WBE Canada: It’s been 5 years since the City implemented its Social Procurement Program, including the Supplier Diversity Component. What do you see as its greatest success?

Mike: The greatest success is how our program has shown to be a game changer in Canadian government sector, educating both internal staff who have realized the value that diverse businesses can bring, and also educating other government entities that implementing a Supplier Diversity Program is possible and necessary so that we can drive inclusive economic growth throughout Canada.

City of Brampton – Gina Rebancos, Director, Purchasing

WBE Canada: City of Brampton is the second Canadian municipality to join WBE Canada as a corporate member. What precipitated the decision to adopt a formal action plan to address diversity and inclusion in the City’s procurement practices and why WBE Canada?

Gina: Brampton is a Mosaic, and diversity and inclusion are embedded in all of our City services, including our procurement. The new Supply Chain Diversity program is an important step towards supporting more women, Indigenous, LGBTQ2S, and minority-owned entrepreneurs in doing business with the City of Brampton. Becoming a Corporate Member of the WBE Canada Community demonstrates the City’s commitment to learning and growing the ways in which we engage and support diverse businesses, which is especially important during the pandemic and road to recovery.

WBE Canada: What would be your one main advice to women-owned businesses looking to do business with the City of Brampton?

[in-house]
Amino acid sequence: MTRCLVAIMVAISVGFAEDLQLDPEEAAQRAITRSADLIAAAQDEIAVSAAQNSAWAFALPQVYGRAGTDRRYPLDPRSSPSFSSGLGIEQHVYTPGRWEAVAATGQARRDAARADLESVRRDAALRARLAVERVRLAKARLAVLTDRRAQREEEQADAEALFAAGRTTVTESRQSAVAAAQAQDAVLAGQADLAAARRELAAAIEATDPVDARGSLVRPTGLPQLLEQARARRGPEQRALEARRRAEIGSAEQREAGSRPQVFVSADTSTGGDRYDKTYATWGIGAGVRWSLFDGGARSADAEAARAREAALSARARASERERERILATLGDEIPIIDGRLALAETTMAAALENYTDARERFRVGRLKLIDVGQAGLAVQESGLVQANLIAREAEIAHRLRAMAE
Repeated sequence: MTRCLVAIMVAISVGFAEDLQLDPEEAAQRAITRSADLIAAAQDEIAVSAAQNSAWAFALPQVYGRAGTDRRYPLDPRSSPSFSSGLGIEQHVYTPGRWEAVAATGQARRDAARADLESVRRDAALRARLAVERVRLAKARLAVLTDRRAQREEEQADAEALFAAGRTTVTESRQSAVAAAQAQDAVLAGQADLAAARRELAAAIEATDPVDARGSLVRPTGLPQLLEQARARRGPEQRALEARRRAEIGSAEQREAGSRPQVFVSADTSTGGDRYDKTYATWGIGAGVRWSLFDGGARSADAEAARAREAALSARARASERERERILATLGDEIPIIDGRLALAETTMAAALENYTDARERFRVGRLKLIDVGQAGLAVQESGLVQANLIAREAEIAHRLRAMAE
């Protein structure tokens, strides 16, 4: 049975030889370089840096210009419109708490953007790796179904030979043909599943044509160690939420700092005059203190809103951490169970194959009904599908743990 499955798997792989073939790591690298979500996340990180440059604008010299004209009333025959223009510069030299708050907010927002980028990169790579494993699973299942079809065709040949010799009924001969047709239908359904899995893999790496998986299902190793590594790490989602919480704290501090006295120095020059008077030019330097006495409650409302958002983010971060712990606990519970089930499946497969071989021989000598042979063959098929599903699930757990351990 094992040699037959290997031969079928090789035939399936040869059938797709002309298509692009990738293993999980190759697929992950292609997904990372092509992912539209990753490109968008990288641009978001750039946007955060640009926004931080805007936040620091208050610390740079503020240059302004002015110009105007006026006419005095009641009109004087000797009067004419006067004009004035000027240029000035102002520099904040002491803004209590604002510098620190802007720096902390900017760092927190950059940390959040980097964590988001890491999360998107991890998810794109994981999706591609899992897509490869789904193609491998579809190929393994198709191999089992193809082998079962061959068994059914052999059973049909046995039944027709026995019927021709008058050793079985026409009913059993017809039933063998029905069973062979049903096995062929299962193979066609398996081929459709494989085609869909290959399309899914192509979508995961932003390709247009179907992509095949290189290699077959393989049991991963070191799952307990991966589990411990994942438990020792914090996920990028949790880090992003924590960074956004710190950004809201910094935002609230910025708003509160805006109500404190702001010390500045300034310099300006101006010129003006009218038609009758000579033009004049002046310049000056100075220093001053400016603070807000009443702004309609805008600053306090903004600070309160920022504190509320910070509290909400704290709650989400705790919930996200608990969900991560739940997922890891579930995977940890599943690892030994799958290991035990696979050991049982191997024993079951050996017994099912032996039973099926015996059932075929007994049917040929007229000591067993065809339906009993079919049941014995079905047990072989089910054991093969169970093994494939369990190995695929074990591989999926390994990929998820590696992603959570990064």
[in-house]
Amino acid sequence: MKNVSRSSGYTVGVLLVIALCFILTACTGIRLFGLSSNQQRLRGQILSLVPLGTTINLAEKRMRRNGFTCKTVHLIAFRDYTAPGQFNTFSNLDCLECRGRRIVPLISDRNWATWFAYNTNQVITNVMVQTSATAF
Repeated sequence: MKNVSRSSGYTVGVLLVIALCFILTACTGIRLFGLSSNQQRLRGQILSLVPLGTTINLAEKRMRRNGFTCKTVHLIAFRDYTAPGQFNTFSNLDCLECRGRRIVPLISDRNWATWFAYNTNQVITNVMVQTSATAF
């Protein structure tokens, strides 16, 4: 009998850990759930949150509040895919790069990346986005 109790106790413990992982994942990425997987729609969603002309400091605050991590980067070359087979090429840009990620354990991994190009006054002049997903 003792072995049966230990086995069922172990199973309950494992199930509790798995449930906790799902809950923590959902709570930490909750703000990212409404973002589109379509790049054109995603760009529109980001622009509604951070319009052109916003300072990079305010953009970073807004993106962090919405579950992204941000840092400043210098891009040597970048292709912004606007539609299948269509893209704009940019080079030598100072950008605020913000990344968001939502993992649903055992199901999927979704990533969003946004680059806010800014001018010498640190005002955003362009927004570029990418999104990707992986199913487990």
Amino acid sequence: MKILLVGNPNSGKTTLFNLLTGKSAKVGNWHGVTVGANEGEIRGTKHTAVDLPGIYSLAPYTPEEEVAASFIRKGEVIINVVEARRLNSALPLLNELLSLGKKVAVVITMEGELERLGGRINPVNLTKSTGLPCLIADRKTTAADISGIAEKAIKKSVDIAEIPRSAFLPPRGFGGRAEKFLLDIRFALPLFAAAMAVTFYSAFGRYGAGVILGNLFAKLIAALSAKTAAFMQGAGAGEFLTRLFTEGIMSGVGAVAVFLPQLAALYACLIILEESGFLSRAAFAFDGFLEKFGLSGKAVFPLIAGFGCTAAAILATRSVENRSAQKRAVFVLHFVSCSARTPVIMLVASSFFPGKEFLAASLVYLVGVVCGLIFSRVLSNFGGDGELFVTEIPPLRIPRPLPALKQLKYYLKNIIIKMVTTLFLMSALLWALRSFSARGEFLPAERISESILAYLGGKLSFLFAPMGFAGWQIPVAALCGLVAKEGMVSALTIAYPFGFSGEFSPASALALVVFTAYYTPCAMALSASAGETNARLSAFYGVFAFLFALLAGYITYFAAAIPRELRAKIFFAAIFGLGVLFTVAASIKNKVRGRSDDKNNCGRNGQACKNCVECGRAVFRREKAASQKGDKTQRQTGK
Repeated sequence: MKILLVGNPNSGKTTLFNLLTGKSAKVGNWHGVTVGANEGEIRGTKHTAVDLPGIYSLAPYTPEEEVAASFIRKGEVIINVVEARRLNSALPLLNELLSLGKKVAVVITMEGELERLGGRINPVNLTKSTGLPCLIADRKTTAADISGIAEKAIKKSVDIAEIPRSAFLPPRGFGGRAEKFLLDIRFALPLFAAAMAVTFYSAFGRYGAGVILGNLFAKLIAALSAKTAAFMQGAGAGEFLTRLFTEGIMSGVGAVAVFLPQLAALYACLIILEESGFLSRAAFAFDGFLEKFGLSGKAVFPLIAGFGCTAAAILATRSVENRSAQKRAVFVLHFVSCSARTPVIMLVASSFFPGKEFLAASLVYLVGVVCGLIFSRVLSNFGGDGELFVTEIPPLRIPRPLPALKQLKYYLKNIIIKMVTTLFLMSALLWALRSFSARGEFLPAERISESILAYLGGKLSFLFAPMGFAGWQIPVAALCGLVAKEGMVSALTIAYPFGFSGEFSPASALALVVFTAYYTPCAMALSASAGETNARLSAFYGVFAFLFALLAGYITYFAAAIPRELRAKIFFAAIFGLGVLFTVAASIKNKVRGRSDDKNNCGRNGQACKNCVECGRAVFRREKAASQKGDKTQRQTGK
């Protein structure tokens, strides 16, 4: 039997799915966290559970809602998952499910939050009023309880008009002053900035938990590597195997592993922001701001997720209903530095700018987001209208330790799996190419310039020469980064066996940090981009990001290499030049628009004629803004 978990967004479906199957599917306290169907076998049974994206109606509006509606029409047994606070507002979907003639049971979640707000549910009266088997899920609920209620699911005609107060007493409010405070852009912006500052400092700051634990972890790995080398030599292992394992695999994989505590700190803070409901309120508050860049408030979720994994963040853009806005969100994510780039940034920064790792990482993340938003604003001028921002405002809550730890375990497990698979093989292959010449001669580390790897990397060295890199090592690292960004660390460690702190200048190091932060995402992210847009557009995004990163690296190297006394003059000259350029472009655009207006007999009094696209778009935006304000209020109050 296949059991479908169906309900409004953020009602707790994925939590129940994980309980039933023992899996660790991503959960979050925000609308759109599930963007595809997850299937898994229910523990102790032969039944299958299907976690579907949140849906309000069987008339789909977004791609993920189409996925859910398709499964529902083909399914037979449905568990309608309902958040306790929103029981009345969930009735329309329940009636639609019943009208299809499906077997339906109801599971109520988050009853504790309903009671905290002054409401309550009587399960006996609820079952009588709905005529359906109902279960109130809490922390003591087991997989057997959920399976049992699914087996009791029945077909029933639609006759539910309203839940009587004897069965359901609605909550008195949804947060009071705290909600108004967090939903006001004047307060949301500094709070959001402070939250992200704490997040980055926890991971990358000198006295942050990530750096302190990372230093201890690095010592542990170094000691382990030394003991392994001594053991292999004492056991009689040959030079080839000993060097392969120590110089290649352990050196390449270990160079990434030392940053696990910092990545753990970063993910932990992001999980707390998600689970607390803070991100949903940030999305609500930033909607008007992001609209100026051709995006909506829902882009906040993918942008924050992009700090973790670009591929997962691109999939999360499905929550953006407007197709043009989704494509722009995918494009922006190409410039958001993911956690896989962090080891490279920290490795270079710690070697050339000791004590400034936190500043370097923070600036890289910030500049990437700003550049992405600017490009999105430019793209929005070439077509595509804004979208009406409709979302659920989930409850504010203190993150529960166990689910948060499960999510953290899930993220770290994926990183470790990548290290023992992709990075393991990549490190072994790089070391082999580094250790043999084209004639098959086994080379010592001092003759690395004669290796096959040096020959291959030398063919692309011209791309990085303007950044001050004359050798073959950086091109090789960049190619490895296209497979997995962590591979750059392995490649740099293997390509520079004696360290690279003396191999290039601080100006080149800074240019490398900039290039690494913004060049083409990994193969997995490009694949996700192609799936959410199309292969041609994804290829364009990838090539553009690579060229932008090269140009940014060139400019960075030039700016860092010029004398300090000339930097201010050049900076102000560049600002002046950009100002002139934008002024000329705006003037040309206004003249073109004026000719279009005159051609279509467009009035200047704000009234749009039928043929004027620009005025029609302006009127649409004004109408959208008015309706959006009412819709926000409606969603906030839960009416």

Gina: The City of Brampton is creating equitable access for small and medium businesses, including but not limited to, women, Indigenous people, visible minorities, veterans, persons with disabilities, LGBTQ2S-owned organizations and social purpose enterprises, to bid on City procurement projects and do more business in Brampton.

Eligible diverse suppliers should be certified by one or more of the non-profit Supplier Certification Organizations the City is a member of. We encourage these groups, including women-owned businesses, to participate in the City’s transparent and fair procurement process, and to learn more at www.brampton.ca

Business Development Bank of Canada (BDC) – Laura Didyk, Vice President, Client Diversity

WBE Canada: BDC is wholly owned by the Government of Canada with a mandate to help create and develop Canadian businesses through financing, venture capital, growth and transition capital and consulting services. What do you see as the biggest benefit your membership with WBE Canada has provided?